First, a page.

Five reasons why research could be right for you

Last updated: 9 Oct 2023, 09:49

The supports available from the Irish Research Council mean that a career in research is rewarding, stimulating and engaging. Many highly qualified researchers apply each year, which means that the application and selection process is highly competitive, but why couldn’t you be one of them? Here are some of the reasons why people choose a career in research.

Light microscopes in a lab

A career in research broadens your mind

The research community is collaborative by nature, and by meeting and communicating with other researchers, you can gain a better understanding of the holistic benefits of research. In one sense, doing research expands your vision as well as your content-based knowledge. You are constantly confronted with problems and hypotheses that challenge you to question your assumptions and to produce new outputs. At the same time, the collaborative nature of research broadens your mind by connecting you to like-minded people who contribute to the growth of your specific research in unforeseen ways. In this sense, the benefits of a career in research have a holistic element, involving adaptation, curiosity and teamwork skills. You will also gain an understanding of how research in particular areas can change and adapt, helping you to make sure your own research remains current and viable.

A career in research is challenging

The scope of recent Irish research breakthroughs reveals both the brilliance of researchers and the complexity of natural and human sciences, which do not give up their secrets easily. To become a good researcher, you need strong attention to detail, excellent complex problem-solving skills, resourcefulness and tenacity to validate your work. This is why the Irish Research Council funds projects based on the quality of the proposal and how it will contribute to knowledge.

A career in research can make a difference

The results of your research could have benefits across many areas of society, from addressing social, cultural and health issues to scientific and technological breakthroughs that could have benefits internationally.

A career in research can be fun

The work is hard and the standards are rigorous, but most researchers agree that their work is rewarding so you will enjoy what you do, and hopefully you will even find a way to express that through your work. Research allows you to try out new ideas, experiment with cutting-edge technology, meet interesting people and take part in engaging discussions.

A career in research is diverse

It includes natural and life sciences, engineering, as well as fields such as Arts, Humanities, and Social Sciences. Research may range from statistical analysis to demographic investigations, such as the impact of technology on social inclusion or exclusions. Or, it may involve fine-grained analyses of philosophical or historical relevance. Yet other research projects may question how language and communication develop and influence our lives. Common to all fields, however, is the interdisciplinary character of research projects, which fosters collaborations across different disciplines. A career in research is valued: Being able to say you’re a researcher is rewarding in its own regard, particularly if you’re doing the right work to back it up. Being part of a broad network of people working towards better understanding and enhancing people’s lives is something to be proud of. Read about how you can apply for funding from the Irish Research Council or for a place on one of their postgraduate programmes and much more at .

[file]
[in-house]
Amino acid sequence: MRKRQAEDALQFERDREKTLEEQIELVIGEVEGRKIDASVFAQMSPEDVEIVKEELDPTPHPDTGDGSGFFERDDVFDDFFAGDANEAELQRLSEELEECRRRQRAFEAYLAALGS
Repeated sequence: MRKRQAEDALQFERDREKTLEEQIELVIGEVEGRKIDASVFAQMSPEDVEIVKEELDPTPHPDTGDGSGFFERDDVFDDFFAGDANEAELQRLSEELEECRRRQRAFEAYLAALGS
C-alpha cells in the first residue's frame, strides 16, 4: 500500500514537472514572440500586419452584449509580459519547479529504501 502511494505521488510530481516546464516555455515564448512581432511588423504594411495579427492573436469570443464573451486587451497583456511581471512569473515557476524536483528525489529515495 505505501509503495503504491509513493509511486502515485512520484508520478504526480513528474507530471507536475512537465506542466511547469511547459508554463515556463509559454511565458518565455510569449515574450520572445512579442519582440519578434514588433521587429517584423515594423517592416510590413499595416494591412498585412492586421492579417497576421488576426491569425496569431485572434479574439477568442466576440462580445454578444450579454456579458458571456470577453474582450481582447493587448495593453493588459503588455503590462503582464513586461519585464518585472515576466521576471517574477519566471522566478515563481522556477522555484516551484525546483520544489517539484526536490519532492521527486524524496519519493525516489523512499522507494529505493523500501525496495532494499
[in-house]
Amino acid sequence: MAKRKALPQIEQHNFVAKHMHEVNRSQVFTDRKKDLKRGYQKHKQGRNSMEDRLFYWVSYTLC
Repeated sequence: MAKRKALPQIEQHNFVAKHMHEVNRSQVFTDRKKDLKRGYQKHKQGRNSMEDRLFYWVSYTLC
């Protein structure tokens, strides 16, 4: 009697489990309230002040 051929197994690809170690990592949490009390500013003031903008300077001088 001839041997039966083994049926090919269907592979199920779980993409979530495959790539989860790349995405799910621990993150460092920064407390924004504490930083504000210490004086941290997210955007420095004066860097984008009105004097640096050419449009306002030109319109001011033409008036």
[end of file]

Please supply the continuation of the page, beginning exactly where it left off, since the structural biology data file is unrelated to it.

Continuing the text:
Achievements in Irish Research

Each year the Irish Research Council recognises excellence in Irish research, and some of the notable achievements for 2022 included:

  • Modern European history expert and professor of modern history, Professor Robert Gerwarth, who won the Irish Research Council Researcher of the Year Award 2022. He is an expert on 20th century European history with an emphasis on the history of political violence and armed conflict. He has published widely in the field. One of the main objectives of his work is to connect different national experiences in European countries. In light of the current geopolitical climate, his expertise in ‘war studies’ is crucial.
  • Professor Judith Harford was awarded the Researcher of the Year: Impact Award. Her research focuses on gender and social class in relation to education. Her work has helped expose inequalities and raise awareness of gender and social class issues at a national level. Judith has served on several working group and committees of the Department of Education and the Teaching Council of Ireland. Her projects include a study into the under-representation of women in senior positions in higher education which led to a symposium on gender equality in higher education.

Aoife Doyle talks about her experience working with the Irish Research Council


Aoife Doyle, Employment-Based Postgraduate Programme, Irish Research Council

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